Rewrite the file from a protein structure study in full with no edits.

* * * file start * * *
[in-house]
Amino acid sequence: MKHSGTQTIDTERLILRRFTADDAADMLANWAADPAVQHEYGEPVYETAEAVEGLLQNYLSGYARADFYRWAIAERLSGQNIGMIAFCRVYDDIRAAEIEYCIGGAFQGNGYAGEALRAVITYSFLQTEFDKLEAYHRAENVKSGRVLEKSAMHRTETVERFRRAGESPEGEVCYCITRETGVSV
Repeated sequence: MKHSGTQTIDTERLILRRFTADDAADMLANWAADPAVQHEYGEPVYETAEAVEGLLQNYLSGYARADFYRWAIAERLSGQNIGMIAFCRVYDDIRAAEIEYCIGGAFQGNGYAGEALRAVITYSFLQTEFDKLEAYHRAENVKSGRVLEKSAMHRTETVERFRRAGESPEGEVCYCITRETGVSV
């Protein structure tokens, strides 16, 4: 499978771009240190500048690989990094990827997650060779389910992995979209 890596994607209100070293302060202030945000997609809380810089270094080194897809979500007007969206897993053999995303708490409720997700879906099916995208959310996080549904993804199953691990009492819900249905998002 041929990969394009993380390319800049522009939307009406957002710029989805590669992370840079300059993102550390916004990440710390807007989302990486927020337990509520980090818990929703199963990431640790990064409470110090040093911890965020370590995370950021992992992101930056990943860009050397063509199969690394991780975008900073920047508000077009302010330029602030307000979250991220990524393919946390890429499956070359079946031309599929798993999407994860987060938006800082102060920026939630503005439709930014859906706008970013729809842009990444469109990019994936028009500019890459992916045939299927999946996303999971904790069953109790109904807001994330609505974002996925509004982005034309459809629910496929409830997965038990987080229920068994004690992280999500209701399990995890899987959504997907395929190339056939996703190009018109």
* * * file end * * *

[in-house]
Amino acid sequence: MKHSGTQTIDTERLILRRFTADDAADMLANWAADPAVQHEYGEPVYETAEAVEGLLQNYLSGYARADFYRWAIAERLSGQNIGMIAFCRVYDDIRAAEIEYCIGGAFQGNGYAGEALRAVITYSFLQTEFDKLEAYHRAENVKSGRVLEKSAMHRTETVERFRRAGESPEGEVCYCITRETGVSV
Repeated sequence: MKHSGTQTIDTERLILRRFTADDAADMLANWAADPAVQHEYGEPVYETAEAVEGLLQNYLSGYARADFYRWAIAERLSGQNIGMIAFCRVYDDIRAAEIEYCIGGAFQGNGYAGEALRAVITYSFLQTEFDKLEAYHRAENVKSGRVLEKSAMHRTETVERFRRAGESPEGEVCYCITRETGVSV
């Protein structure tokens, strides 16, 4: 499978771009240190500048690989990094990827997650060779389910992995979209 890596994607209100070293302060202030945000997609809380810089270094080194897809979500007007969206897993053999995303708490409720997700879906099916995208959310996080549904993804199953691990009492819900249905998002 041929990969394009993380390319800049522009939307009406957002710029989805590669992370840079300059993102550390916004990440710390807007989302990486927020337990509520980090818990929703199963990431640790990064409470110090040093911890965020370590995370950021992992992101930056990943860009050397063509199969690394991780975008900073920047508000077009302010330029602030307000979250991220990524393919946390890429499956070359079946031309599929798993999407994860987060938006800082102060920026939630503005439709930014859906706008970013729809842009990444469109990019994936028009500019890459992916045939299927999946996303999971904790069953109790109904807001994330609505974002996925509004982005034309459809629910496929409830997965038990987080229920068994004690992280999500209701399990995890899987959504997907395929190339056939996703190009018109």